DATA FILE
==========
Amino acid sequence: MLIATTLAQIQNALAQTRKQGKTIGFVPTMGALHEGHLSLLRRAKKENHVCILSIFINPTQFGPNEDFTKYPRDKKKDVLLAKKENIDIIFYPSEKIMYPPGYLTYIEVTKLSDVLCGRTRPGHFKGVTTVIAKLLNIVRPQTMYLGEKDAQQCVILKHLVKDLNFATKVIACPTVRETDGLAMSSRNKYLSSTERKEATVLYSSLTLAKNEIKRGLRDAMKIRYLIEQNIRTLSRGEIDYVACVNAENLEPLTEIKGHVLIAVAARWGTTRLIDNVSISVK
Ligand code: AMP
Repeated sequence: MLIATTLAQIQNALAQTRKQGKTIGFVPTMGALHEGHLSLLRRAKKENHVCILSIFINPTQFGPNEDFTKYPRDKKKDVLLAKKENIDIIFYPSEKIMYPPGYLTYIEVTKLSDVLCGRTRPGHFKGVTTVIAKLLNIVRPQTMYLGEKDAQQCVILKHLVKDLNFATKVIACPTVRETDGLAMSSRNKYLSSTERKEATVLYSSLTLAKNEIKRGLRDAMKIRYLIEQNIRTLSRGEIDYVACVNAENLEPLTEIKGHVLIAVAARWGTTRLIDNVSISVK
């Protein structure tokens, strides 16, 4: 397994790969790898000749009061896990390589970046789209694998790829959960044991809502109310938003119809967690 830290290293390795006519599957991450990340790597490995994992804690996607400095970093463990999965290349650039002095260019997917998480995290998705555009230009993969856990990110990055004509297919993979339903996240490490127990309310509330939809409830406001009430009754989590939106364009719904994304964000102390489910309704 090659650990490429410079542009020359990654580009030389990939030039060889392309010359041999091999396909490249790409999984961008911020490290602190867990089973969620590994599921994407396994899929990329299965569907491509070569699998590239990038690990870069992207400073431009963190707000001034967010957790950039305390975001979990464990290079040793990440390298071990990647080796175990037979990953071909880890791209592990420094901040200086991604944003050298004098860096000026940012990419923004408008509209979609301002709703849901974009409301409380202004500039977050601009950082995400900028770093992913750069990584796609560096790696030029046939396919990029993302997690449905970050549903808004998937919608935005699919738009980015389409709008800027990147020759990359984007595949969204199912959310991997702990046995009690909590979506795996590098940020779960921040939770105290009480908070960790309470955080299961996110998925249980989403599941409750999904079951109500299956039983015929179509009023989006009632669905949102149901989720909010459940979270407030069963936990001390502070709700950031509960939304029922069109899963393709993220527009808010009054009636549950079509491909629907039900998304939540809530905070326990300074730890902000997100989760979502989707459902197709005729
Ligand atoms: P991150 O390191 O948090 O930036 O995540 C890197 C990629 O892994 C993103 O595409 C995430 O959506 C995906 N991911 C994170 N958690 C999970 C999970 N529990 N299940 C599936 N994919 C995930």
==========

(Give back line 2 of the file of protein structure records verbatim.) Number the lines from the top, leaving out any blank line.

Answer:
Ligand code: AMP